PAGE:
On 24 March 2004, Neelu Chaudhari, a pharmacist, aunt of baby Sunaina, compiled an Expert Report with evidence of ranitidine and potassium chloride drug overdoses and gave copies to the Royal Pharmaceutical Society of Great Britain, the General Medical Council and the Police.  The Police sent a copy to Professor Weindling, E014. 
On 06 April 2004, the Consent Order was turned into a Permanent Mandatory Restraining Order by the High Court, E015
On 09 August 2004, a communication took place between the Royal Pharmaceutical Society of Great Britain, the General Medical Council and the Police, sharing concerns about the ranitidine overdoses.  The General Medical Council enquired about the “Fitness to Practice” history of Neelu Chaudhari, pharmacist, aunt of baby Sunaina.  A note was placed on the computer records held by the Royal Pharmaceutical Society of Great Britain on Neelu Chaudhari to the effect that the Fitness to Practice section were to be informed when Neelu Chaudhari resumed full membership after a period of illness, see E016
On 15 August 2004, after Professor Weindling was confronted with the report by Neelu Chaudhari, he reversed his opinion stating that “mistakes had been made by doctors, pharmacists and nurses”, but adding that these did not harm her see E017.
Neelu Chaudhari resumed full membership as a pharmacist in January 2006.
On 15 February 2007 the Royal Pharmaceutical Society of Great Britain abandoned the complaint against the (White) Tesco pharmacist and the White King George Hospital Pharmacist on the grounds that they could not ascertain their identity.  However, the Royal Pharmaceutical Society of Great Britain commenced disciplinary proceedings against Neelu Chaudhari claiming that by the appearance of her name on the Emergency Protection Order, the injunctions by the two NHS Trusts, the Cost Order ,the Consent Order and the Permanent Mandatory Restraining Order, she had brought the profession into disrepute amounting to serious professional misconduct.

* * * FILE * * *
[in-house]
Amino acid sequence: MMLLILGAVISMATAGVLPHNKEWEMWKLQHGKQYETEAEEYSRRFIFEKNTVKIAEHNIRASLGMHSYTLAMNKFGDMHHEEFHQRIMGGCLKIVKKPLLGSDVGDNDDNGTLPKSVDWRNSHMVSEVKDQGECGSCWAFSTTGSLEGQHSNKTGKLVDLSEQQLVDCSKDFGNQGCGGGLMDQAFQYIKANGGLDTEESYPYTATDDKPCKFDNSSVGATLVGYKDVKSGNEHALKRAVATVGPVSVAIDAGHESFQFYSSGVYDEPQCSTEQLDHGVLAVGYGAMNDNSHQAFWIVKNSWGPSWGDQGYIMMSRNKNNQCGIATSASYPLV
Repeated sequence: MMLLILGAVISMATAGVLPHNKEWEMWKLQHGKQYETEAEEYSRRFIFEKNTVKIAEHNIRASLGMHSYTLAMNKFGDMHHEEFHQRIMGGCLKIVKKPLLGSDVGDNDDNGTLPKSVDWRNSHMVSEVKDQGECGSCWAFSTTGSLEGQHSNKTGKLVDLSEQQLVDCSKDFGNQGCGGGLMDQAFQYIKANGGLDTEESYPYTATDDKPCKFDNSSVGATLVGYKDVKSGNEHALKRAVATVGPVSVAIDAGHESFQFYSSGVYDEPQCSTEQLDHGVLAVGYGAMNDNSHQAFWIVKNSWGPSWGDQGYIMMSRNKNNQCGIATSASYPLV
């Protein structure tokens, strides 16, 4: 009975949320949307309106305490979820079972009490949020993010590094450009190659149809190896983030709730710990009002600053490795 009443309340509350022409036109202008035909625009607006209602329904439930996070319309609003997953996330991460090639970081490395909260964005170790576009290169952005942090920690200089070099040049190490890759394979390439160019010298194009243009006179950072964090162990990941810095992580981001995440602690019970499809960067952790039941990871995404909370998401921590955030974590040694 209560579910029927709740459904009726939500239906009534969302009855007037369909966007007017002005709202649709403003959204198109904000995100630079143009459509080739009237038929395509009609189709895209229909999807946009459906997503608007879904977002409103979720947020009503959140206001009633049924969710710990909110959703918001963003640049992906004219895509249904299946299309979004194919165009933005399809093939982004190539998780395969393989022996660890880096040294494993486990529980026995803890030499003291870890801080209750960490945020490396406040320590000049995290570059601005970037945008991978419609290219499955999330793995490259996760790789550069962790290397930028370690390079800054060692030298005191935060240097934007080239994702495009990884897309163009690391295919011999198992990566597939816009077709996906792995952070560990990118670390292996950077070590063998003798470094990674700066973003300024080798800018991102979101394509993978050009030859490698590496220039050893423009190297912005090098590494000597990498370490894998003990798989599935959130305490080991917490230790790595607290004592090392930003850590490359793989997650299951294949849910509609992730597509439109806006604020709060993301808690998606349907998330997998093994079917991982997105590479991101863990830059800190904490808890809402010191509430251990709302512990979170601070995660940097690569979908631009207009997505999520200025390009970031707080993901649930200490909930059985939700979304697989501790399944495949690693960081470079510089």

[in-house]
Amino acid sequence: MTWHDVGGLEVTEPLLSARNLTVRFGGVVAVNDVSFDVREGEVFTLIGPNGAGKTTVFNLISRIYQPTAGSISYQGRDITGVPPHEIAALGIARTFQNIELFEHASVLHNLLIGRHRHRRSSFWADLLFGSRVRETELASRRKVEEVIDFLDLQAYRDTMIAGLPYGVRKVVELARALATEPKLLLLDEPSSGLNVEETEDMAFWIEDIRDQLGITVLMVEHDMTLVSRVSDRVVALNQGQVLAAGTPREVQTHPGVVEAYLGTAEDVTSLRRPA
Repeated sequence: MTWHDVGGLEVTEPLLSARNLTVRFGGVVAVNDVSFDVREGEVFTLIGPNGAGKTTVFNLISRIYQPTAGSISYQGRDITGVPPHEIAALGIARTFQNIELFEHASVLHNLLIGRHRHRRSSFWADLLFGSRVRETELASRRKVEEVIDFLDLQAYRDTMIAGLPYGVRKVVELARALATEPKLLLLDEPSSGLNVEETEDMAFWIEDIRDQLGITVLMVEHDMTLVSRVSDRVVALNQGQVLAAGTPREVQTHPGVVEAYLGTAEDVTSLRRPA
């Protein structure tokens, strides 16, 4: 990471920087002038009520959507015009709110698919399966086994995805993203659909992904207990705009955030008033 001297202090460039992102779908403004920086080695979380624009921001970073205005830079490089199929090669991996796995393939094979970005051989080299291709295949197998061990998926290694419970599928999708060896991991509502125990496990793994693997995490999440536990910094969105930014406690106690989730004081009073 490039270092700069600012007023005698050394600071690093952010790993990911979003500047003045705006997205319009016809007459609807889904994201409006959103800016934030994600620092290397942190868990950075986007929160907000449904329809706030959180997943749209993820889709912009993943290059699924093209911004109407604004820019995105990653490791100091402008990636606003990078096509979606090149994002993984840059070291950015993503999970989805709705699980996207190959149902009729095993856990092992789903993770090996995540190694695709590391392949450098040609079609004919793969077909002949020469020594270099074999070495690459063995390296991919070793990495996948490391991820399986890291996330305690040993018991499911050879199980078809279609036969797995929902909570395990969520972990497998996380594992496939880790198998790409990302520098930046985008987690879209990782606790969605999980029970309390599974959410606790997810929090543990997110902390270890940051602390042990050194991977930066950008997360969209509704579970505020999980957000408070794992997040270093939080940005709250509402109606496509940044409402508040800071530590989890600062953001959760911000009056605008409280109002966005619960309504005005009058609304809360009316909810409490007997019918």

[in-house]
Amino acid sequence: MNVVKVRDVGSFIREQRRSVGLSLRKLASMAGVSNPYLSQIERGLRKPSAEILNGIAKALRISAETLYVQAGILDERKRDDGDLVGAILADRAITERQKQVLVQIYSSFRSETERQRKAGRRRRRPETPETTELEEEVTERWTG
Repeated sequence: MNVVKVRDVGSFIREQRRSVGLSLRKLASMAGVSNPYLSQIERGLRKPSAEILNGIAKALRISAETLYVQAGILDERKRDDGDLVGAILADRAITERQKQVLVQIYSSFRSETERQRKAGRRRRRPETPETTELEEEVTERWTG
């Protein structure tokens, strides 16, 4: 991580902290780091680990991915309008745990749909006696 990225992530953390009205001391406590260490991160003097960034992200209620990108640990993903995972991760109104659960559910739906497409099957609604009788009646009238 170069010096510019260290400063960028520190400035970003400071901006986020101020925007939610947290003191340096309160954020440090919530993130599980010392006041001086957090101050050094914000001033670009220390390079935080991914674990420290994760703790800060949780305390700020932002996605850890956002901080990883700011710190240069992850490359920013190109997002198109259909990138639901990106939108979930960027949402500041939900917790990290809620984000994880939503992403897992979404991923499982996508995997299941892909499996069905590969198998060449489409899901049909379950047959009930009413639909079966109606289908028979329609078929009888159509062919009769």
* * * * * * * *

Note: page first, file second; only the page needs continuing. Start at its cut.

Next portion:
Also on 15 February 2007, the London Borough of Redbridge commenced legal proceedings to destroy the body of baby Sunaina in 28 days.  The family had been denied access to the body by the Coroner and were not aware of the location of the body for several years.  The family managed to locate the body in March 2007 and expatriated the body to India for a third post-mortem.  The Indian High Court and Supreme Court require a request from the UK court or authority confirming that the results of the post-mortem will form part of an ongoing investigation in the UKUK police and courts have refused to give this request.
On January 2008, Neelu Chaudhari again reported to UK Police that Sunaina had been murdered by doctors.  In their report dated 26 May 2008, the Police stated that they had insufficient evidence to conduct an investigation into the family’s allegations.  They refused to give a request to Indian authorities to conduct a third post-mortem on her body.
On May 2008, Sadhana commenced proceedings against the Royal Pharmaceutical Society of Great Britain alleging that it failed to effectively investigate the pharmacists responsible for the drug overdoses and alleging discrimination and victimisation against her, her baby and her sister.  This was refused on paper and at an oral hearing.  A permission to appeal was refused at an oral hearing on 12 December 2008 on grounds of “no merit”.
On 18-22 August 2008, the Royal Pharmaceutical Society of Great Britain listed an oral hearing for the Inquiry against Neelu Chaudhari.    Neelu requested the copy of the investigation into the drug overdoses but this was refused by her professional body.   The Chairman sitting alone decided to hear her application for withdrawal of her inquiry at an oral hearing to be conducted in private.  She made an application in the High Court that it was contrary to the Statutory Instrument 1978/20 for the Chairman, sitting alone to determine whether an oral hearing could be heard in private, since that was for the committee to decide.  Despite this, the court awarded the sum of 2,500 in court costs to the Royal Pharmaceutical Society of Great Britain on 29 October 2008.  In actual fact, the committee later decided on 07 February 2009 that the Chairman would sit in private and make a decision on paper.  The costs of 2,500 are a breach of the Human Rights of the victim family.